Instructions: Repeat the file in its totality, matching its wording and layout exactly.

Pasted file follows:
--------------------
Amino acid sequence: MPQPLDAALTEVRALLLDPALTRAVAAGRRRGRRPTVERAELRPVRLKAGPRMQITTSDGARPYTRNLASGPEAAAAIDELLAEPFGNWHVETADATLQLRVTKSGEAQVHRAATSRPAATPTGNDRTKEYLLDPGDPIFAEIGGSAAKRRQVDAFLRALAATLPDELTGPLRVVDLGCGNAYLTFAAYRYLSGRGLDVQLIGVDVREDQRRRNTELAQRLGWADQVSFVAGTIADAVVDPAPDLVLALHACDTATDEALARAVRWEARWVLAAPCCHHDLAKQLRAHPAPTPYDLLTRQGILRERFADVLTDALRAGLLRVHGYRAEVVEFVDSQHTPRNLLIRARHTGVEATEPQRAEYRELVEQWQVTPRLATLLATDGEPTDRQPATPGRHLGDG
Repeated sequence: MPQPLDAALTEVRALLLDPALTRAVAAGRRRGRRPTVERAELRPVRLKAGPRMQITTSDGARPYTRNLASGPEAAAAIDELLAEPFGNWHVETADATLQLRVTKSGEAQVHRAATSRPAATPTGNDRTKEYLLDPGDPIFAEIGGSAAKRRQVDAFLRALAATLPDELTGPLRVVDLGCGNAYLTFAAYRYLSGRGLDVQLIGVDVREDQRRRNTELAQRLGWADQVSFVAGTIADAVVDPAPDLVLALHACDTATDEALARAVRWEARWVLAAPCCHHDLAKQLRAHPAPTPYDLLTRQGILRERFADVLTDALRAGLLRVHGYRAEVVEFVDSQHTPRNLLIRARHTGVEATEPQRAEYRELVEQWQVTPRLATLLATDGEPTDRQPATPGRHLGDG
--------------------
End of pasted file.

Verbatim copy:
Amino acid sequence: MPQPLDAALTEVRALLLDPALTRAVAAGRRRGRRPTVERAELRPVRLKAGPRMQITTSDGARPYTRNLASGPEAAAAIDELLAEPFGNWHVETADATLQLRVTKSGEAQVHRAATSRPAATPTGNDRTKEYLLDPGDPIFAEIGGSAAKRRQVDAFLRALAATLPDELTGPLRVVDLGCGNAYLTFAAYRYLSGRGLDVQLIGVDVREDQRRRNTELAQRLGWADQVSFVAGTIADAVVDPAPDLVLALHACDTATDEALARAVRWEARWVLAAPCCHHDLAKQLRAHPAPTPYDLLTRQGILRERFADVLTDALRAGLLRVHGYRAEVVEFVDSQHTPRNLLIRARHTGVEATEPQRAEYRELVEQWQVTPRLATLLATDGEPTDRQPATPGRHLGDG
Repeated sequence: MPQPLDAALTEVRALLLDPALTRAVAAGRRRGRRPTVERAELRPVRLKAGPRMQITTSDGARPYTRNLASGPEAAAAIDELLAEPFGNWHVETADATLQLRVTKSGEAQVHRAATSRPAATPTGNDRTKEYLLDPGDPIFAEIGGSAAKRRQVDAFLRALAATLPDELTGPLRVVDLGCGNAYLTFAAYRYLSGRGLDVQLIGVDVREDQRRRNTELAQRLGWADQVSFVAGTIADAVVDPAPDLVLALHACDTATDEALARAVRWEARWVLAAPCCHHDLAKQLRAHPAPTPYDLLTRQGILRERFADVLTDALRAGLLRVHGYRAEVVEFVDSQHTPRNLLIRARHTGVEATEPQRAEYRELVEQWQVTPRLATLLATDGEPTDRQPATPGRHLGDG